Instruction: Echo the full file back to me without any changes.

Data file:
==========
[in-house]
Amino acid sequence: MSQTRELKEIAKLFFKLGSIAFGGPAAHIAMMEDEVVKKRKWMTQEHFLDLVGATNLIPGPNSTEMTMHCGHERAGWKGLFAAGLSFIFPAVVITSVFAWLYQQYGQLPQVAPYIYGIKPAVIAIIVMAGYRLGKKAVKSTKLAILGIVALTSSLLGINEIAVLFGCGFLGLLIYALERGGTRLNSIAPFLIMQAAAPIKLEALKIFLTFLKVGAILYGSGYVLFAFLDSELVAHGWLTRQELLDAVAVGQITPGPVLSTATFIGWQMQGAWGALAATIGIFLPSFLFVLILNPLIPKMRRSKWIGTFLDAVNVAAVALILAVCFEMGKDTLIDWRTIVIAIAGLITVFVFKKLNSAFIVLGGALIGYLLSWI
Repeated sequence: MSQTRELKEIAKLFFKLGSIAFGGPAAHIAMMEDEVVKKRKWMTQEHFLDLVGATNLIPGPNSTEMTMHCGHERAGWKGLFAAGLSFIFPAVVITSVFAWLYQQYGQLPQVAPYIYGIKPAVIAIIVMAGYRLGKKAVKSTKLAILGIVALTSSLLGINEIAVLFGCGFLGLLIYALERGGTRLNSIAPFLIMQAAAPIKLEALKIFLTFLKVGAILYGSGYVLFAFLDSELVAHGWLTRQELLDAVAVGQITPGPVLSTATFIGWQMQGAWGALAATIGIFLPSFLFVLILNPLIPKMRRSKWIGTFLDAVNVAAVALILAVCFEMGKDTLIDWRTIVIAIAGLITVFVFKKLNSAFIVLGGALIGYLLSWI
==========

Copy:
[in-house]
Amino acid sequence: MSQTRELKEIAKLFFKLGSIAFGGPAAHIAMMEDEVVKKRKWMTQEHFLDLVGATNLIPGPNSTEMTMHCGHERAGWKGLFAAGLSFIFPAVVITSVFAWLYQQYGQLPQVAPYIYGIKPAVIAIIVMAGYRLGKKAVKSTKLAILGIVALTSSLLGINEIAVLFGCGFLGLLIYALERGGTRLNSIAPFLIMQAAAPIKLEALKIFLTFLKVGAILYGSGYVLFAFLDSELVAHGWLTRQELLDAVAVGQITPGPVLSTATFIGWQMQGAWGALAATIGIFLPSFLFVLILNPLIPKMRRSKWIGTFLDAVNVAAVALILAVCFEMGKDTLIDWRTIVIAIAGLITVFVFKKLNSAFIVLGGALIGYLLSWI
Repeated sequence: MSQTRELKEIAKLFFKLGSIAFGGPAAHIAMMEDEVVKKRKWMTQEHFLDLVGATNLIPGPNSTEMTMHCGHERAGWKGLFAAGLSFIFPAVVITSVFAWLYQQYGQLPQVAPYIYGIKPAVIAIIVMAGYRLGKKAVKSTKLAILGIVALTSSLLGINEIAVLFGCGFLGLLIYALERGGTRLNSIAPFLIMQAAAPIKLEALKIFLTFLKVGAILYGSGYVLFAFLDSELVAHGWLTRQELLDAVAVGQITPGPVLSTATFIGWQMQGAWGALAATIGIFLPSFLFVLILNPLIPKMRRSKWIGTFLDAVNVAAVALILAVCFEMGKDTLIDWRTIVIAIAGLITVFVFKKLNSAFIVLGGALIGYLLSWI